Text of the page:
I must confess.
From the very beginning I was drawn to the idea of staging Simone’s Place, a play commissioned by the National AIDS Programme (NAP) and which touches on issues that stoutly challenge our commitment to an HIV-free generation by the year 2018. The script was compelling, and I could actually visualize its dramatic effect.
Indeed, over the past few years a number of plays have been mounted in Barbados that attest to the fact that theatre, if properly used and especially if there is opportunity for interaction, can be a very powerful tool in behavioural change and transmitting information on HIV.
After attending a reading of the play, however, I was even more convinced of the tremendous impact that this play could have in our HIV prevention strategies. Though humorous in parts, it courageously grapples with complex issues of which we may be in denial and encourages full national conversation.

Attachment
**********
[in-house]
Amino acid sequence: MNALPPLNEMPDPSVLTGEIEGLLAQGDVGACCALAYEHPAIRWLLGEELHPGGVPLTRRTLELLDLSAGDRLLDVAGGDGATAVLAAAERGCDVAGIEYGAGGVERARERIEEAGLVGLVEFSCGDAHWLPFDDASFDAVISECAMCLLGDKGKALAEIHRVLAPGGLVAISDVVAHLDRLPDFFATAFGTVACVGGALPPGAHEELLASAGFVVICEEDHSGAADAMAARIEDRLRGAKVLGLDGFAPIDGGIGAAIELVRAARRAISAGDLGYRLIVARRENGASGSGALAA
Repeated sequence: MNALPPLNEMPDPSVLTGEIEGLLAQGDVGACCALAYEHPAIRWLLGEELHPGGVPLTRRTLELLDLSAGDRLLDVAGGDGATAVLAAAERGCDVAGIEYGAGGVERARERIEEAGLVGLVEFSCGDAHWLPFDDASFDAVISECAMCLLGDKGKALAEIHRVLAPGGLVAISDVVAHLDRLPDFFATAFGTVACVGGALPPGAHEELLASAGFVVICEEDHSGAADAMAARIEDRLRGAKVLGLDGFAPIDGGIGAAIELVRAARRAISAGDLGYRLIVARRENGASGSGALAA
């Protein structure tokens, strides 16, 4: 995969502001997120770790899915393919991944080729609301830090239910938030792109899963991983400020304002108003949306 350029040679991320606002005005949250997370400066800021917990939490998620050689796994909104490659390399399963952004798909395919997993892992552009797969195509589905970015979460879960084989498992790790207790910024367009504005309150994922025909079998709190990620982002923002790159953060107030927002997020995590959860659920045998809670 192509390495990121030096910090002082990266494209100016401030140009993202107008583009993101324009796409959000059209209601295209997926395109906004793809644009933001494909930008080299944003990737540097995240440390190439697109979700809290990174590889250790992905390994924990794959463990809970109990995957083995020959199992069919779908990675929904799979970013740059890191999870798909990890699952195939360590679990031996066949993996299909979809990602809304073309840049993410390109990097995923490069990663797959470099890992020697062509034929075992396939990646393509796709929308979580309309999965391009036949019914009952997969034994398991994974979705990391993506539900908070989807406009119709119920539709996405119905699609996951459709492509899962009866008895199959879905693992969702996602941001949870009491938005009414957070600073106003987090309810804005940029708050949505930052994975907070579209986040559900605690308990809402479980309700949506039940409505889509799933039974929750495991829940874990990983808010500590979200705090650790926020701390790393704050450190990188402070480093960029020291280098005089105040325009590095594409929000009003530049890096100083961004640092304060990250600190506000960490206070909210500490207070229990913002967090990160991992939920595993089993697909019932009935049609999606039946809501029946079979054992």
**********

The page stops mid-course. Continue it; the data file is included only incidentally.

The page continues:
With the same uncanny insight he has displayed in earlier works, Glenville Lovell in Simone’s Place takes us on an emotional journey though experiences of a set of characters facing their own demons and each in some way sidelined, stigmatized and discriminated against in society. Yet, if we allow ourselves to admit, there is ironically something in each character with which we can all identify.
In a very non-invasive way and through multiple theatrical devices, this play leads us to acceptance that while we often focus on our differences there are more ways in which we are simply all the same. We all want to be happy, we all want to be loved, we all want to be heard and we all want to be treated with dignity and respect. What is more, we are all expected to love each other as ourselves.
This première staging of Simone’s Place, sensitively directed by Russell Watson, executed by a cadre of talented actors and targeting all adults in our society, is definitely a production of utmost compassion and undeniable truths.
Jacqueline Wiltshire Gay, director of the National HIV/AIDS Commission.